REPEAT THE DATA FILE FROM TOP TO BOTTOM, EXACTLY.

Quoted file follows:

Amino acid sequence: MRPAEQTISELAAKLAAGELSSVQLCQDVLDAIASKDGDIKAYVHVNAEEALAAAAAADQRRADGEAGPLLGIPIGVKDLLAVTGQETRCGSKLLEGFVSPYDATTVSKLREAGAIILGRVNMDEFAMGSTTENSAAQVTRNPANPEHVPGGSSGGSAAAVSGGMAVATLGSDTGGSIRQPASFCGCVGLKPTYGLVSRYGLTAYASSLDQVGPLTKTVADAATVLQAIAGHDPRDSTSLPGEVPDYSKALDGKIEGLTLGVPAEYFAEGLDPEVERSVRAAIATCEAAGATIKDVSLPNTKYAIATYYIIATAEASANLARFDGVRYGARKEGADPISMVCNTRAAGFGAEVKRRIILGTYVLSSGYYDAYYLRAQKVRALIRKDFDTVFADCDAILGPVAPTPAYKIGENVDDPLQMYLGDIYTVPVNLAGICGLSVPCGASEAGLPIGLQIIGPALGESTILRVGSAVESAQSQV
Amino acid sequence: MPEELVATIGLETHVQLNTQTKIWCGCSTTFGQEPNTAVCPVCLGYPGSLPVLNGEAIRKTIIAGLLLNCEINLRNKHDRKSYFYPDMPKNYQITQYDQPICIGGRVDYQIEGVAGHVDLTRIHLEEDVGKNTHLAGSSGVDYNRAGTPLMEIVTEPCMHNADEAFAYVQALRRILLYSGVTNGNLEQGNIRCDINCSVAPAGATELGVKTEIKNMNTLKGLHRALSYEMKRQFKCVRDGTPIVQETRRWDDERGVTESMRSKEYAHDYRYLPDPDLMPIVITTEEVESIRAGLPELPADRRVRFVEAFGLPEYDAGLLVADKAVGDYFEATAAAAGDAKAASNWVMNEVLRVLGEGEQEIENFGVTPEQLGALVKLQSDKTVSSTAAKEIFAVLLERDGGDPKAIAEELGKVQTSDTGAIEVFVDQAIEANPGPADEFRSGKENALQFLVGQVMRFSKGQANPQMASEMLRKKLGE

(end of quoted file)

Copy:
Amino acid sequence: MRPAEQTISELAAKLAAGELSSVQLCQDVLDAIASKDGDIKAYVHVNAEEALAAAAAADQRRADGEAGPLLGIPIGVKDLLAVTGQETRCGSKLLEGFVSPYDATTVSKLREAGAIILGRVNMDEFAMGSTTENSAAQVTRNPANPEHVPGGSSGGSAAAVSGGMAVATLGSDTGGSIRQPASFCGCVGLKPTYGLVSRYGLTAYASSLDQVGPLTKTVADAATVLQAIAGHDPRDSTSLPGEVPDYSKALDGKIEGLTLGVPAEYFAEGLDPEVERSVRAAIATCEAAGATIKDVSLPNTKYAIATYYIIATAEASANLARFDGVRYGARKEGADPISMVCNTRAAGFGAEVKRRIILGTYVLSSGYYDAYYLRAQKVRALIRKDFDTVFADCDAILGPVAPTPAYKIGENVDDPLQMYLGDIYTVPVNLAGICGLSVPCGASEAGLPIGLQIIGPALGESTILRVGSAVESAQSQV
Amino acid sequence: MPEELVATIGLETHVQLNTQTKIWCGCSTTFGQEPNTAVCPVCLGYPGSLPVLNGEAIRKTIIAGLLLNCEINLRNKHDRKSYFYPDMPKNYQITQYDQPICIGGRVDYQIEGVAGHVDLTRIHLEEDVGKNTHLAGSSGVDYNRAGTPLMEIVTEPCMHNADEAFAYVQALRRILLYSGVTNGNLEQGNIRCDINCSVAPAGATELGVKTEIKNMNTLKGLHRALSYEMKRQFKCVRDGTPIVQETRRWDDERGVTESMRSKEYAHDYRYLPDPDLMPIVITTEEVESIRAGLPELPADRRVRFVEAFGLPEYDAGLLVADKAVGDYFEATAAAAGDAKAASNWVMNEVLRVLGEGEQEIENFGVTPEQLGALVKLQSDKTVSSTAAKEIFAVLLERDGGDPKAIAEELGKVQTSDTGAIEVFVDQAIEANPGPADEFRSGKENALQFLVGQVMRFSKGQANPQMASEMLRKKLGE